Today, the lucky viewers of the ‘Birth of Venus’ marvel at the beauty of Botticelli’s work in the Uffizi Gallery in Florence. From the bright greeny-blue of the ocean to the exquisite depiction of the female form, this work of art is undoubtedly a masterpiece. However, far from this modern perception of the ‘Birth of Venus,’ when the work was completed in 1485 it was deemed a disgrace – its very creation was a religious scandal.
‘The Birth of Venus’ was so shocking to its 15th century audience due to Botticelli’s nude depiction of a pagan idol – the goddess Venus. To paint such a form had not been done for over a thousand years, with very few artists daring to defy the more demure artistic conventions of the post-antique period. Such medieval conventions held nudity to be the outfit of the sinner, whereas here Botticelli presents the naked body as beautiful in the ideal. Moreover, Botticelli painted a figure symbolic of Italy’s polytheistic past, also deeming the work an insult to the church. Perhaps the only reason as to why the work still survives today was the hugely powerful Lorenzo de Medici, a great admirer of the classical antiquity and for whom ‘The Birth of Venus’ was commissioned.
In direct contrast to its 15th century reception however, modern audiences can easily perceive the modesty and gentility of the Venus figure. Notice how her arms and hair drape over her body, highlighting the godesses’ timidty (a stance, it should be noticed, very similar to the sculpture of Venus Pudica which was discovered at the time). So gentle a figure, Venus and her shell are literally blown to the shore by the Gods of the wind, Aura and Zephyr, showering her with roses (tinged with gold) in the same moment. Equally, Venus’ downward glance and heavy lids distance the goddess from her viewer, desexualising the image further. Finally, although the pearly white of her smooth skin makes the image beautiful, it also creates Venus as sculpture-like, making the goddess all the more chaste and virginal. Look at how Ora of Spring, the female on the right hand side of the painting, stands poised to wrap a floral cape over Venus, covering her nudity. Therefore, far from attempting to be scandalous, Botticelli in fact stayed true to the mythical Venus; a loving figure of beauty and modesty. Indeed, the floral cape with which Venus is covered, is dotted with violets; a symbol of love.. Venus does not inspire desire within us, but tenderness.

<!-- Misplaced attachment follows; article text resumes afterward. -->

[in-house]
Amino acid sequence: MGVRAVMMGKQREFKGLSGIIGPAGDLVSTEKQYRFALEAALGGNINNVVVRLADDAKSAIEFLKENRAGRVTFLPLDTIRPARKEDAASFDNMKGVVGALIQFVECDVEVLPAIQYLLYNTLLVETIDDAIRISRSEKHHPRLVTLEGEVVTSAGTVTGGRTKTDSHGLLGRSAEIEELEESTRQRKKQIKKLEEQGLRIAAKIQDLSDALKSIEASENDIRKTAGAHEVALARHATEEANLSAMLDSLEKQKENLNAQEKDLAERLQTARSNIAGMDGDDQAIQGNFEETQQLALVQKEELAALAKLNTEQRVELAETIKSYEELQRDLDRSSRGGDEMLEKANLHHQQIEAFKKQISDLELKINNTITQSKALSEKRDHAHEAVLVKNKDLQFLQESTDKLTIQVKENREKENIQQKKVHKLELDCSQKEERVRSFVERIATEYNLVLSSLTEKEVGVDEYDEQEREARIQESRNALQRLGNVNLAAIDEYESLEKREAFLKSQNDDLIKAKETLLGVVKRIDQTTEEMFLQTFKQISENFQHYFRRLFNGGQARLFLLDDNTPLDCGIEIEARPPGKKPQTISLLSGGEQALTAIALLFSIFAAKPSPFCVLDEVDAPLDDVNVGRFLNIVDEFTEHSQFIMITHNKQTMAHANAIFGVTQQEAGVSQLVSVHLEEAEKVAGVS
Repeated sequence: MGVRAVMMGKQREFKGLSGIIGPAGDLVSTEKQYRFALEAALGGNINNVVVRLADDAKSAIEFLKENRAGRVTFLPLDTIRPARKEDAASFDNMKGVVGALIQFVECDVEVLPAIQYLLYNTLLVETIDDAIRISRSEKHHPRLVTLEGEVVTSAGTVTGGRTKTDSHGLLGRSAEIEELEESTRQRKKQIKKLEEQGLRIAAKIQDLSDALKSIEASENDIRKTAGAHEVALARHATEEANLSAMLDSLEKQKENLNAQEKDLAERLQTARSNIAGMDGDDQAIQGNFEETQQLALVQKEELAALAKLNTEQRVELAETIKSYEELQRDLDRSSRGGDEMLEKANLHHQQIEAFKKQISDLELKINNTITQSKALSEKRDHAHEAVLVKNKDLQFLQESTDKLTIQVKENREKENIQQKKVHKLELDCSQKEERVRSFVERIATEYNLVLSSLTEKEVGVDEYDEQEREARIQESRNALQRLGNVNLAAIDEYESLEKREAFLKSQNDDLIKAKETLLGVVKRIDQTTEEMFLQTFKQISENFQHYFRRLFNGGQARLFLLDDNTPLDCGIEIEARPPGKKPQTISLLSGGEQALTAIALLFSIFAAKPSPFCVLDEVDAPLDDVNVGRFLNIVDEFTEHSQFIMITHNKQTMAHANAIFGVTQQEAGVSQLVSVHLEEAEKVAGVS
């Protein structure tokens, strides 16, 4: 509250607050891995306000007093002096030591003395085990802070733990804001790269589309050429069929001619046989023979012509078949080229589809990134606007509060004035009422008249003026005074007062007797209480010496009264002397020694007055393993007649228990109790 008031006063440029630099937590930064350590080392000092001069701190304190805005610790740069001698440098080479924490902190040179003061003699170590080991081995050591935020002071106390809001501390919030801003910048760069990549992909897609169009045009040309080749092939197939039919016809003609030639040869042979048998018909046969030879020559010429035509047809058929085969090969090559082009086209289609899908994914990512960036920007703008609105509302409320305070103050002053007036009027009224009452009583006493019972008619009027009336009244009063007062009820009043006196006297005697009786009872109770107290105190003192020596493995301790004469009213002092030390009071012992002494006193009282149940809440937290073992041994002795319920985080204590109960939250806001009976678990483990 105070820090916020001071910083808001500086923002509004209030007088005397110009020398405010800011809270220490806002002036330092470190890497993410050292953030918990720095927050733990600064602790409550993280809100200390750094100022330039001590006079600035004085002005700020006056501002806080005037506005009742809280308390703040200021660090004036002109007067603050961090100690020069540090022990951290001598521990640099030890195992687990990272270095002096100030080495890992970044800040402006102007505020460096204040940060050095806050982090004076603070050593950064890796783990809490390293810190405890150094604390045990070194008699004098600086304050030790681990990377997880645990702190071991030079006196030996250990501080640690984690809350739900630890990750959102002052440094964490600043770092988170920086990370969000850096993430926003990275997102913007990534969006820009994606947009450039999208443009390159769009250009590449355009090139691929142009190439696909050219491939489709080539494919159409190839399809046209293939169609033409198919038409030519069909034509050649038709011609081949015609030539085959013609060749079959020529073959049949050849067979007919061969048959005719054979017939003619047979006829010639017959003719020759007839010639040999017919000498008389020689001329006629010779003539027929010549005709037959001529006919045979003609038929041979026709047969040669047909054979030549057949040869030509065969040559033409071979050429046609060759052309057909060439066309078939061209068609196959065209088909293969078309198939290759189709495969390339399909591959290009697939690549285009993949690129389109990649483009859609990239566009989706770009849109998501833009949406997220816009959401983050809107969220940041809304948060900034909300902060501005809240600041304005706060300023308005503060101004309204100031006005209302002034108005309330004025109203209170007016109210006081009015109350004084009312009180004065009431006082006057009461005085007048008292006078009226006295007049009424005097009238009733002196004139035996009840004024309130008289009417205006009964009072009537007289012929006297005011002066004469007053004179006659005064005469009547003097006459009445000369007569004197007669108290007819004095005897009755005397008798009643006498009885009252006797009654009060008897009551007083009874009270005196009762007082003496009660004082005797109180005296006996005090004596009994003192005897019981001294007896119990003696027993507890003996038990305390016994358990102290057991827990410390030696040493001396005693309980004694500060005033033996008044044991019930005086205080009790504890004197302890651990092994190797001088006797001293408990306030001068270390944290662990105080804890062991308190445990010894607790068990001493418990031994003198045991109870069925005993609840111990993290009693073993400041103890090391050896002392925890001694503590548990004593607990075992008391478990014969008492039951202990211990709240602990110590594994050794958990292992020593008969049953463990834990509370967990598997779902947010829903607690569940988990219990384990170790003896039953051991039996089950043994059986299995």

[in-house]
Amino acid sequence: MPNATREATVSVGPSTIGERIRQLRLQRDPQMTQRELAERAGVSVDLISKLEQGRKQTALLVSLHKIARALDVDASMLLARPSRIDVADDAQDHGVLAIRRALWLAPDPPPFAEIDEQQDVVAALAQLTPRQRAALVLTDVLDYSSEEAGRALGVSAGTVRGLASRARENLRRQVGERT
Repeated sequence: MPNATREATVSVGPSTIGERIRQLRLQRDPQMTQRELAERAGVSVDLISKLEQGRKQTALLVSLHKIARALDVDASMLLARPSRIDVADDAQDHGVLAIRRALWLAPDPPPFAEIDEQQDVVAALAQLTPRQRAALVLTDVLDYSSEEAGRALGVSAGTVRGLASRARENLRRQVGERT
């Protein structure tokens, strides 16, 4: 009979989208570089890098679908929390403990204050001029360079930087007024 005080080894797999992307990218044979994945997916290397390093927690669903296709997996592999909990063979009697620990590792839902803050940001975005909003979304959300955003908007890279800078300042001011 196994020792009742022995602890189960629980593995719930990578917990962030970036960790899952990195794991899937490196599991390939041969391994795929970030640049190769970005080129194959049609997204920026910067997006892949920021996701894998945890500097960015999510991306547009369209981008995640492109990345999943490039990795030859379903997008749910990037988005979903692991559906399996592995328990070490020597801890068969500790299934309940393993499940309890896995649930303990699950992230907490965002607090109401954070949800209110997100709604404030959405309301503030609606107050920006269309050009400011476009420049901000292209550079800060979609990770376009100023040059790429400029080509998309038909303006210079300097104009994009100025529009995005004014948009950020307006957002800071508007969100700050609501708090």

Essential to understanding this painting is recognising the centrality of what Venus represents – love. This painting, assumed to be a wedding gift, has an evident sensual aura to it. The flamed-hair agitated in the wind, Aura and Zephyr perfectly interlocked legs, and even Ora’s dress which is suggestively sculpted by the wind, are all synonymous with joy and sensuality. Within ‘The Birth of Venus’ there are clear references to the poem “Stanzas” by Agnolo Poliziano, a great Neoplatonic poet and a contemporary of Botticelli’s. According to Platonic theory, Venus had two aspects. The first was her earthly aspect, which inspired men and women to physically love one another.Yet, Venus also has a metaphysical aspect which inspires man to search for higher truths – that is to say, inspires man to intellectual love. On this basis, ‘The Birth of Venus’ stands as a stimulus for intellectual pursuit – something undoubtedly central to the Renaissance mindset.
However, much less nobly, it is equally justifiable to argue that the work was commissioned by the powerful Medici family to flatter their own vanity. In its clear equation to love, the work could be seen to assert a ‘reign of love’ in Florence under the rule of the Medici family. Similarly, some argue that Lorenzo de Medici was trying to heighten his personal stature by commissioning Botticelli to paint ‘The Birth of Venus.’ The Venus figure supposedly resembles the mistress of Lorenzo de Medici, Simonetta Vespuci, conveniently born in the coastal town of Portovenere; the port of Venus…
Regardless of how one chooses to interpret Botticelli’s ‘The Birth of Venus,’ it is clear that it stands as one of the most magnificent examples of Renaissance art. While some features of the painting are typical of the Florentine Renaissance, such as Botticelli’s perfect outline of his figures in black, the vast majority of this painting goes above and beyond what other artists were willing or able to achieve. From his very subject matter to his use of alabaster powder (to make the colours extremely bright), Botticelli went one step further than so many of his contemporaries. The result? A sublime masterpiece.